What is data visualization?
Data visualization is a process of representing data using graphical means. It is an effective way of communicating large and complex data sets. It is also the most efficient method to help your stakeholders make decisions with the data. By simplifying the data set from large tables and databases into a visualization, it’s easier to understand what the data is telling you.
Why do you need data visualization?
Data visualization helps to communicate insights from your data set. Think of it like telling a story. There should be a beginning, a middle, and an end. Your data visualization should follow the same structure. The basic framework is:
- What happened?
- Why did it happen?
- What can we do about it?
There are many more frameworks but if you are new to data visualization, mastering this framework will serve you well.
How to create a data visualization?
There are a lot of tools on the market that will help you create your data visualization. A common, and free tool, is Google Looker Studio (formerly Google Data Studio). Once you connect your data source, you can create endless dashboards that will communicate the story you’re trying to tell.
Start with understanding your purpose. This will tell you which sets of data and which tools will work for your data visualization. Your purpose is the question you’re trying to answer, the problem you’re trying to solve.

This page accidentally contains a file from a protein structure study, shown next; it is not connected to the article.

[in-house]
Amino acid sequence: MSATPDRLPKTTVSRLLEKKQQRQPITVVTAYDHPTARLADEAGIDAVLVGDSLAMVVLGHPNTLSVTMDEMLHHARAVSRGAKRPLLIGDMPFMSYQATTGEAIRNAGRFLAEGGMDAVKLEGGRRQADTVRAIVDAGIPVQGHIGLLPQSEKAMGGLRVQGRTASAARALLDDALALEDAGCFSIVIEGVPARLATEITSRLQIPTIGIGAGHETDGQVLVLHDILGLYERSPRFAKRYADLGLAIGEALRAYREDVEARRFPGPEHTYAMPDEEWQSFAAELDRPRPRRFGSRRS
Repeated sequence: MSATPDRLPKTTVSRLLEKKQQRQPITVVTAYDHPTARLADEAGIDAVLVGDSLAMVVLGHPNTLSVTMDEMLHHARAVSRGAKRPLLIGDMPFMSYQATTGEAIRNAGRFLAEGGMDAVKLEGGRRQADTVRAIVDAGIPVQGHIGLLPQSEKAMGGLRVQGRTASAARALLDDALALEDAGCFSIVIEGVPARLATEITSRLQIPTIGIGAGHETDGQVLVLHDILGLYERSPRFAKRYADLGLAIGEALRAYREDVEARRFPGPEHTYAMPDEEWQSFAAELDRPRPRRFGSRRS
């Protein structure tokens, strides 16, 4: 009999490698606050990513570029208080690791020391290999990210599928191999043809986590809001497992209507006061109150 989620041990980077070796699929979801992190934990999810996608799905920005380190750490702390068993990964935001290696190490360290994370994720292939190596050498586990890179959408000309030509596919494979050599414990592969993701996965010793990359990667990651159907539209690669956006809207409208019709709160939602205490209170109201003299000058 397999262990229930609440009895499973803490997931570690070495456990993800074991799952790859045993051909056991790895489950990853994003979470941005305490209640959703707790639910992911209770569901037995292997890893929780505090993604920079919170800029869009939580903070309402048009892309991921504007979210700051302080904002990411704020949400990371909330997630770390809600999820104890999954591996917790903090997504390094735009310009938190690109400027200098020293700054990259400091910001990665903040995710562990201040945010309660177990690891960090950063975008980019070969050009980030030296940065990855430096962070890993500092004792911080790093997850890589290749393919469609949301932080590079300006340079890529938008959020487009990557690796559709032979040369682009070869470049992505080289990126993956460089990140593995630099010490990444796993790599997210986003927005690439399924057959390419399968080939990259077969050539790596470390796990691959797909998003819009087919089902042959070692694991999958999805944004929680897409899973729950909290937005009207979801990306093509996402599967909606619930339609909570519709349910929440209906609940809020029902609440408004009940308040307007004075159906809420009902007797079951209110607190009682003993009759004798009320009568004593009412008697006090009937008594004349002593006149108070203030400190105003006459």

How do you know what you need to visualize?
A good starting point to understand your purpose is by gathering requirements. User stories can stand in for exhaustive requirements. A user story is a simple statement:
As a [persona], I [want to], so [that].
Starting with a user story will help you focus your data visualization. You’ll know the question you’re trying to answer, who the audience is, and what decision they need to make. If you can hit all those marks, you’ll have a solid data visualization.
Advanced Data Visualization
Once you master the basics, you can start creating more advanced data visualizations. This includes interactive visualizations, animations, and full presentations. The recommendation, however, is to start small and master one visualization at a time. Start with making sure you can get a single point across, a single decision made. From there you can start building on that foundation to make your data visualization deeper and more complex.
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